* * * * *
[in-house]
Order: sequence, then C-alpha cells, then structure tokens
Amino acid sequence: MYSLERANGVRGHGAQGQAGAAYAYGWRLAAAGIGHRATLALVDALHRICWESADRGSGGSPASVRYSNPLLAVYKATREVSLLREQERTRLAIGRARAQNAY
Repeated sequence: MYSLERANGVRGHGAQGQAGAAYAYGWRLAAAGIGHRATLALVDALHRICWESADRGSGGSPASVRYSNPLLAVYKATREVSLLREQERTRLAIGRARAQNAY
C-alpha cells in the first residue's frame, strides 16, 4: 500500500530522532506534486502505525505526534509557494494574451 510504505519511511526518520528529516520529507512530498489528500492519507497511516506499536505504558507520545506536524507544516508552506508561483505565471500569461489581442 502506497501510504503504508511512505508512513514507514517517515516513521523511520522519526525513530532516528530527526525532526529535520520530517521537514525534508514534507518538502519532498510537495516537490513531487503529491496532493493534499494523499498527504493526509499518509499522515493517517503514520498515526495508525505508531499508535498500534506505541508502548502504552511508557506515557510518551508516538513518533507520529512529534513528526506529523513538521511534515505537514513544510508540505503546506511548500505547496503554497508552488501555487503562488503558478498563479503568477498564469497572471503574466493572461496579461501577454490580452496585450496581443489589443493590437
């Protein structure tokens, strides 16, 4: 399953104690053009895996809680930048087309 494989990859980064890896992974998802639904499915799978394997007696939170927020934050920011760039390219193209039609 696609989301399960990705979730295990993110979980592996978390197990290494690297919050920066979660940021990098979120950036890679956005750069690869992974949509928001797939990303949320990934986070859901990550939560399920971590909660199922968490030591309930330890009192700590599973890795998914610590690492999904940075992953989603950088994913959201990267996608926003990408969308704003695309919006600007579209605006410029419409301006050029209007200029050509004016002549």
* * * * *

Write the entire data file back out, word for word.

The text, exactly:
[in-house]
Order: sequence, then C-alpha cells, then structure tokens
Amino acid sequence: MYSLERANGVRGHGAQGQAGAAYAYGWRLAAAGIGHRATLALVDALHRICWESADRGSGGSPASVRYSNPLLAVYKATREVSLLREQERTRLAIGRARAQNAY
Repeated sequence: MYSLERANGVRGHGAQGQAGAAYAYGWRLAAAGIGHRATLALVDALHRICWESADRGSGGSPASVRYSNPLLAVYKATREVSLLREQERTRLAIGRARAQNAY
C-alpha cells in the first residue's frame, strides 16, 4: 500500500530522532506534486502505525505526534509557494494574451 510504505519511511526518520528529516520529507512530498489528500492519507497511516506499536505504558507520545506536524507544516508552506508561483505565471500569461489581442 502506497501510504503504508511512505508512513514507514517517515516513521523511520522519526525513530532516528530527526525532526529535520520530517521537514525534508514534507518538502519532498510537495516537490513531487503529491496532493493534499494523499498527504493526509499518509499522515493517517503514520498515526495508525505508531499508535498500534506505541508502548502504552511508557506515557510518551508516538513518533507520529512529534513528526506529523513538521511534515505537514513544510508540505503546506511548500505547496503554497508552488501555487503562488503558478498563479503568477498564469497572471503574466493572461496579461501577454490580452496585450496581443489589443493590437
């Protein structure tokens, strides 16, 4: 399953104690053009895996809680930048087309 494989990859980064890896992974998802639904499915799978394997007696939170927020934050920011760039390219193209039609 696609989301399960990705979730295990993110979980592996978390197990290494690297919050920066979660940021990098979120950036890679956005750069690869992974949509928001797939990303949320990934986070859901990550939560399920971590909660199922968490030591309930330890009192700590599973890795998914610590690492999904940075992953989603950088994913959201990267996608926003990408969308704003695309919006600007579209605006410029419409301006050029209007200029050509004016002549």